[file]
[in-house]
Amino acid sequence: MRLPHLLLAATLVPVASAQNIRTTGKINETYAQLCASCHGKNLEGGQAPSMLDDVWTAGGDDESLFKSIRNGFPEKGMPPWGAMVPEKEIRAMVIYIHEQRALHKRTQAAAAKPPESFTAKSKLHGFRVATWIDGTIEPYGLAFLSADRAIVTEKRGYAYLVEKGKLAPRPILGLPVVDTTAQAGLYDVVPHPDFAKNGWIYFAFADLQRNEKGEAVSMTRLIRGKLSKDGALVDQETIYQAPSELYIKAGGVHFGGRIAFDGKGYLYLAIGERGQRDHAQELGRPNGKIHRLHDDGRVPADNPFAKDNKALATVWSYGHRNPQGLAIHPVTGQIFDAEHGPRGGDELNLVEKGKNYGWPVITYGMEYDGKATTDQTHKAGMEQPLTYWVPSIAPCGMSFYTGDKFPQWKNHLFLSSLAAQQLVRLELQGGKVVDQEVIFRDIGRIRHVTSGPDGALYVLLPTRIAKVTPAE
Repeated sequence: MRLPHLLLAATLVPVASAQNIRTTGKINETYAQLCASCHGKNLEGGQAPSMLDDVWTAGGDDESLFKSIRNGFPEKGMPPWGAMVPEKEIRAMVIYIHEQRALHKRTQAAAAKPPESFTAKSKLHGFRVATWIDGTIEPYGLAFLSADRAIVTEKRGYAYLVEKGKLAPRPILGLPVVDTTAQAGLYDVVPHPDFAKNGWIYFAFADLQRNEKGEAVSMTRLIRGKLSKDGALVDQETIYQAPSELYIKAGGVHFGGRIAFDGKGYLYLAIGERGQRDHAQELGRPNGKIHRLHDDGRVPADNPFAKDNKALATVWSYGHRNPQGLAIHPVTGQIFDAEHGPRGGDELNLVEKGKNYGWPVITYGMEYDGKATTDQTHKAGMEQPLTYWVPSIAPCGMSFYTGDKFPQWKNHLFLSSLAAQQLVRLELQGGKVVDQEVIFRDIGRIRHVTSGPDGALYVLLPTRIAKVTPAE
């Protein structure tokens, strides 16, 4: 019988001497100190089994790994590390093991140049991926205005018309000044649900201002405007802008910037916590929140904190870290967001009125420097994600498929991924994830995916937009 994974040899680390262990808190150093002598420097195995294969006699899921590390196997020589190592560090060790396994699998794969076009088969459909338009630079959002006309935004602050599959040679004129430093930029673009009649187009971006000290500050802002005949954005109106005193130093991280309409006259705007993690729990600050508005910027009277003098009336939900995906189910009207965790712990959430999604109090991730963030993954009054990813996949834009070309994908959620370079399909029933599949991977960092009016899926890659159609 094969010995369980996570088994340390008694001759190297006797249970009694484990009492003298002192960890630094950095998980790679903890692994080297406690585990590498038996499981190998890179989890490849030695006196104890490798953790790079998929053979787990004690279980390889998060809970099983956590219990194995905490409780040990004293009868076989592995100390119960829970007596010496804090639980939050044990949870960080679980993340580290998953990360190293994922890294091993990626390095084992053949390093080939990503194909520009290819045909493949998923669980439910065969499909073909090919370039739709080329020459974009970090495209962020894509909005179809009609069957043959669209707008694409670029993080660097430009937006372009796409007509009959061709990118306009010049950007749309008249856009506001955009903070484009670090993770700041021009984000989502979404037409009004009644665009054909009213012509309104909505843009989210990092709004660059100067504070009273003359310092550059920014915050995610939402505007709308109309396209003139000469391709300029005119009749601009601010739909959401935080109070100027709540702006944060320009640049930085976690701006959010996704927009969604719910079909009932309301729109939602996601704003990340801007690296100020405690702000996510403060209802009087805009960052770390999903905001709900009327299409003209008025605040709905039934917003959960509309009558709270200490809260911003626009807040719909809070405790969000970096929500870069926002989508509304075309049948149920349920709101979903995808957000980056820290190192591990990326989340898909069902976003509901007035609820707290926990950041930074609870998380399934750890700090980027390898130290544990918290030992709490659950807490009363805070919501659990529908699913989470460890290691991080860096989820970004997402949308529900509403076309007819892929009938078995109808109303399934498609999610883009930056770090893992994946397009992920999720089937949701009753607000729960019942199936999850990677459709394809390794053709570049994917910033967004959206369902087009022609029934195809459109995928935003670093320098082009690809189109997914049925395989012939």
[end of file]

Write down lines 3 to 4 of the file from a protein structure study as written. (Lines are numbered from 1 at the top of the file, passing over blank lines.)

Repeated sequence: MRLPHLLLAATLVPVASAQNIRTTGKINETYAQLCASCHGKNLEGGQAPSMLDDVWTAGGDDESLFKSIRNGFPEKGMPPWGAMVPEKEIRAMVIYIHEQRALHKRTQAAAAKPPESFTAKSKLHGFRVATWIDGTIEPYGLAFLSADRAIVTEKRGYAYLVEKGKLAPRPILGLPVVDTTAQAGLYDVVPHPDFAKNGWIYFAFADLQRNEKGEAVSMTRLIRGKLSKDGALVDQETIYQAPSELYIKAGGVHFGGRIAFDGKGYLYLAIGERGQRDHAQELGRPNGKIHRLHDDGRVPADNPFAKDNKALATVWSYGHRNPQGLAIHPVTGQIFDAEHGPRGGDELNLVEKGKNYGWPVITYGMEYDGKATTDQTHKAGMEQPLTYWVPSIAPCGMSFYTGDKFPQWKNHLFLSSLAAQQLVRLELQGGKVVDQEVIFRDIGRIRHVTSGPDGALYVLLPTRIAKVTPAE
């Protein structure tokens, strides 16, 4: 019988001497100190089994790994590390093991140049991926205005018309000044649900201002405007802008910037916590929140904190870290967001009125420097994600498929991924994830995916937009 994974040899680390262990808190150093002598420097195995294969006699899921590390196997020589190592560090060790396994699998794969076009088969459909338009630079959002006309935004602050599959040679004129430093930029673009009649187009971006000290500050802002005949954005109106005193130093991280309409006259705007993690729990600050508005910027009277003098009336939900995906189910009207965790712990959430999604109090991730963030993954009054990813996949834009070309994908959620370079399909029933599949991977960092009016899926890659159609 094969010995369980996570088994340390008694001759190297006797249970009694484990009492003298002192960890630094950095998980790679903890692994080297406690585990590498038996499981190998890179989890490849030695006196104890490798953790790079998929053979787990004690279980390889998060809970099983956590219990194995905490409780040990004293009868076989592995100390119960829970007596010496804090639980939050044990949870960080679980993340580290998953990360190293994922890294091993990626390095084992053949390093080939990503194909520009290819045909493949998923669980439910065969499909073909090919370039739709080329020459974009970090495209962020894509909005179809009609069957043959669209707008694409670029993080660097430009937006372009796409007509009959061709990118306009010049950007749309008249856009506001955009903070484009670090993770700041021009984000989502979404037409009004009644665009054909009213012509309104909505843009989210990092709004660059100067504070009273003359310092550059920014915050995610939402505007709308109309396209003139000469391709300029005119009749601009601010739909959401935080109070100027709540702006944060320009640049930085976690701006959010996704927009969604719910079909009932309301729109939602996601704003990340801007690296100020405690702000996510403060209802009087805009960052770390999903905001709900009327299409003209008025605040709905039934917003959960509309009558709270200490809260911003626009807040719909809070405790969000970096929500870069926002989508509304075309049948149920349920709101979903995808957000980056820290190192591990990326989340898909069902976003509901007035609820707290926990950041930074609870998380399934750890700090980027390898130290544990918290030992709490659950807490009363805070919501659990529908699913989470460890290691991080860096989820970004997402949308529900509403076309007819892929009938078995109808109303399934498609999610883009930056770090893992994946397009992920999720089937949701009753607000729960019942199936999850990677459709394809390794053709570049994917910033967004959206369902087009022609029934195809459109995928935003670093320098082009690809189109997914049925395989012939």